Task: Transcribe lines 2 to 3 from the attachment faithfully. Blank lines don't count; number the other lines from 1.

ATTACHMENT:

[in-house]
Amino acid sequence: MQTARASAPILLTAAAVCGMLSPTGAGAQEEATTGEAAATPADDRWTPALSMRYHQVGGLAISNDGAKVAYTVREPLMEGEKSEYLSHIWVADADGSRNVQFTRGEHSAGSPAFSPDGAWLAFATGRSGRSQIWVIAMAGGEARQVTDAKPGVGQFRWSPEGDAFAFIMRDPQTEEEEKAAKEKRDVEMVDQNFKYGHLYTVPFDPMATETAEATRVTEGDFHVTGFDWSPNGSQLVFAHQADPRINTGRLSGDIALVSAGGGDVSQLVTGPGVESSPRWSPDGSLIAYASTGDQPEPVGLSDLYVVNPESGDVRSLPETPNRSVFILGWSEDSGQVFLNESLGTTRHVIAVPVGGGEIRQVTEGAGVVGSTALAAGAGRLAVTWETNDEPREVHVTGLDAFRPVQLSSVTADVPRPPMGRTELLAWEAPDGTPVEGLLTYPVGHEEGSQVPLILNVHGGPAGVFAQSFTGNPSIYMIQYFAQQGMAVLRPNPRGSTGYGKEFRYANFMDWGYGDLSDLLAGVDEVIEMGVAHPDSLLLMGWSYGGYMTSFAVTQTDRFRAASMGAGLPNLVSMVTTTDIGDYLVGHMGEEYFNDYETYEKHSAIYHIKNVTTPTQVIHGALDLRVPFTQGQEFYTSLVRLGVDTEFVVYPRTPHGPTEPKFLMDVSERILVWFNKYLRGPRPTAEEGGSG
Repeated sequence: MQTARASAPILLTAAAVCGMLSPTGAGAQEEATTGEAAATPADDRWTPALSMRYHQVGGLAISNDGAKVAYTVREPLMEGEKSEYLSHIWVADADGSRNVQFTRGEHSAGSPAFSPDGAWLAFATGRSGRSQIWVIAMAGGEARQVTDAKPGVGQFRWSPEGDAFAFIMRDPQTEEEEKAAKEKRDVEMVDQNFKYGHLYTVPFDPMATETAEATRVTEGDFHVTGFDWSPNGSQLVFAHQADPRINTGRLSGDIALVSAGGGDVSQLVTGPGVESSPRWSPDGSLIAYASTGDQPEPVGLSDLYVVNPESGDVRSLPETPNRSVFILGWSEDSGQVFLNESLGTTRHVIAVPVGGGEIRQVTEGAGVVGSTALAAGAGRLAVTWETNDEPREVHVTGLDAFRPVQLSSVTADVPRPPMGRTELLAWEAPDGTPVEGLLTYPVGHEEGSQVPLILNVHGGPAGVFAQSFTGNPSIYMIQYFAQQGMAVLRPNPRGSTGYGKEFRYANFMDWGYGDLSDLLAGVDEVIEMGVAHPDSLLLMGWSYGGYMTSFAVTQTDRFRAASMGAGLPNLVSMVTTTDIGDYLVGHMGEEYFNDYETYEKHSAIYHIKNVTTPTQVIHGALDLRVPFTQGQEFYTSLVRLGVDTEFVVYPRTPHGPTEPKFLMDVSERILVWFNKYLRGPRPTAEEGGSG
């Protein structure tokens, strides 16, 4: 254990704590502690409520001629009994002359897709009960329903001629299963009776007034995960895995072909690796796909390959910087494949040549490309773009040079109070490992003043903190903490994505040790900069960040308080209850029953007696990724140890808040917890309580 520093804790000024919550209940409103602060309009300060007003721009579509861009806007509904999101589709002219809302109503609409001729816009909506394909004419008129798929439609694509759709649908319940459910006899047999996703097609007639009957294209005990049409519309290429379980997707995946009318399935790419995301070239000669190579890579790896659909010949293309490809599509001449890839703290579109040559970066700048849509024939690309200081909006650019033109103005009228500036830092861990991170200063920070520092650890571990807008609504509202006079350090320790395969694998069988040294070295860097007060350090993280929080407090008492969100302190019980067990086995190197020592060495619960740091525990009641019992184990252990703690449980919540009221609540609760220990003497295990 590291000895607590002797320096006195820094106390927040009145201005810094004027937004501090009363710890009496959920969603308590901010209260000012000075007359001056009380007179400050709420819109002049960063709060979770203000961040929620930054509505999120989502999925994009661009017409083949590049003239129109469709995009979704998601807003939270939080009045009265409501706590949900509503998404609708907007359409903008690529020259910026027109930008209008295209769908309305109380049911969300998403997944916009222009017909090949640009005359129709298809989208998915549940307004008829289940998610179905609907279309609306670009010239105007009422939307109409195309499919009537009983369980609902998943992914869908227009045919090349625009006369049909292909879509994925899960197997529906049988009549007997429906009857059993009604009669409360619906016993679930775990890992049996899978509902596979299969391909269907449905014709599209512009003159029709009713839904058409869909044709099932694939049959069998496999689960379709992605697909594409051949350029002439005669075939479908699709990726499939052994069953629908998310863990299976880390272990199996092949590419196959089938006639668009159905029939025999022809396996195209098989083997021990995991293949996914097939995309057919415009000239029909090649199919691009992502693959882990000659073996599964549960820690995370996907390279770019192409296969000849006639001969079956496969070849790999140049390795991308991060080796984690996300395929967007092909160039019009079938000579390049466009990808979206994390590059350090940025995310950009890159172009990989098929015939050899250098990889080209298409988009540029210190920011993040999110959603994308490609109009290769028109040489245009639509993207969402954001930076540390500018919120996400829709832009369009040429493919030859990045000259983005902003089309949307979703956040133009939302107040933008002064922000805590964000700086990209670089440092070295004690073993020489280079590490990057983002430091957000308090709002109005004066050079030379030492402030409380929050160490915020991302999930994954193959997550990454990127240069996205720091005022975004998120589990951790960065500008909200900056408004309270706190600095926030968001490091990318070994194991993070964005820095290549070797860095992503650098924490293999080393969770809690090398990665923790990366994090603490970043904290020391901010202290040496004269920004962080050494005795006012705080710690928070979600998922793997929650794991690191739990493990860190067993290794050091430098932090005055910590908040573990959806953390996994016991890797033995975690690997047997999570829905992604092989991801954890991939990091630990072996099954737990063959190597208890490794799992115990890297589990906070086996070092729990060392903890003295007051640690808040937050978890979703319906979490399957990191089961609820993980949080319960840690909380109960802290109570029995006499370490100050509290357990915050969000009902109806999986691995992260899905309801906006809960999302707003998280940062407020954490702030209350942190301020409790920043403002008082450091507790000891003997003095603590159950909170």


Amino acid sequence: MQTARASAPILLTAAAVCGMLSPTGAGAQEEATTGEAAATPADDRWTPALSMRYHQVGGLAISNDGAKVAYTVREPLMEGEKSEYLSHIWVADADGSRNVQFTRGEHSAGSPAFSPDGAWLAFATGRSGRSQIWVIAMAGGEARQVTDAKPGVGQFRWSPEGDAFAFIMRDPQTEEEEKAAKEKRDVEMVDQNFKYGHLYTVPFDPMATETAEATRVTEGDFHVTGFDWSPNGSQLVFAHQADPRINTGRLSGDIALVSAGGGDVSQLVTGPGVESSPRWSPDGSLIAYASTGDQPEPVGLSDLYVVNPESGDVRSLPETPNRSVFILGWSEDSGQVFLNESLGTTRHVIAVPVGGGEIRQVTEGAGVVGSTALAAGAGRLAVTWETNDEPREVHVTGLDAFRPVQLSSVTADVPRPPMGRTELLAWEAPDGTPVEGLLTYPVGHEEGSQVPLILNVHGGPAGVFAQSFTGNPSIYMIQYFAQQGMAVLRPNPRGSTGYGKEFRYANFMDWGYGDLSDLLAGVDEVIEMGVAHPDSLLLMGWSYGGYMTSFAVTQTDRFRAASMGAGLPNLVSMVTTTDIGDYLVGHMGEEYFNDYETYEKHSAIYHIKNVTTPTQVIHGALDLRVPFTQGQEFYTSLVRLGVDTEFVVYPRTPHGPTEPKFLMDVSERILVWFNKYLRGPRPTAEEGGSG
Repeated sequence: MQTARASAPILLTAAAVCGMLSPTGAGAQEEATTGEAAATPADDRWTPALSMRYHQVGGLAISNDGAKVAYTVREPLMEGEKSEYLSHIWVADADGSRNVQFTRGEHSAGSPAFSPDGAWLAFATGRSGRSQIWVIAMAGGEARQVTDAKPGVGQFRWSPEGDAFAFIMRDPQTEEEEKAAKEKRDVEMVDQNFKYGHLYTVPFDPMATETAEATRVTEGDFHVTGFDWSPNGSQLVFAHQADPRINTGRLSGDIALVSAGGGDVSQLVTGPGVESSPRWSPDGSLIAYASTGDQPEPVGLSDLYVVNPESGDVRSLPETPNRSVFILGWSEDSGQVFLNESLGTTRHVIAVPVGGGEIRQVTEGAGVVGSTALAAGAGRLAVTWETNDEPREVHVTGLDAFRPVQLSSVTADVPRPPMGRTELLAWEAPDGTPVEGLLTYPVGHEEGSQVPLILNVHGGPAGVFAQSFTGNPSIYMIQYFAQQGMAVLRPNPRGSTGYGKEFRYANFMDWGYGDLSDLLAGVDEVIEMGVAHPDSLLLMGWSYGGYMTSFAVTQTDRFRAASMGAGLPNLVSMVTTTDIGDYLVGHMGEEYFNDYETYEKHSAIYHIKNVTTPTQVIHGALDLRVPFTQGQEFYTSLVRLGVDTEFVVYPRTPHGPTEPKFLMDVSERILVWFNKYLRGPRPTAEEGGSG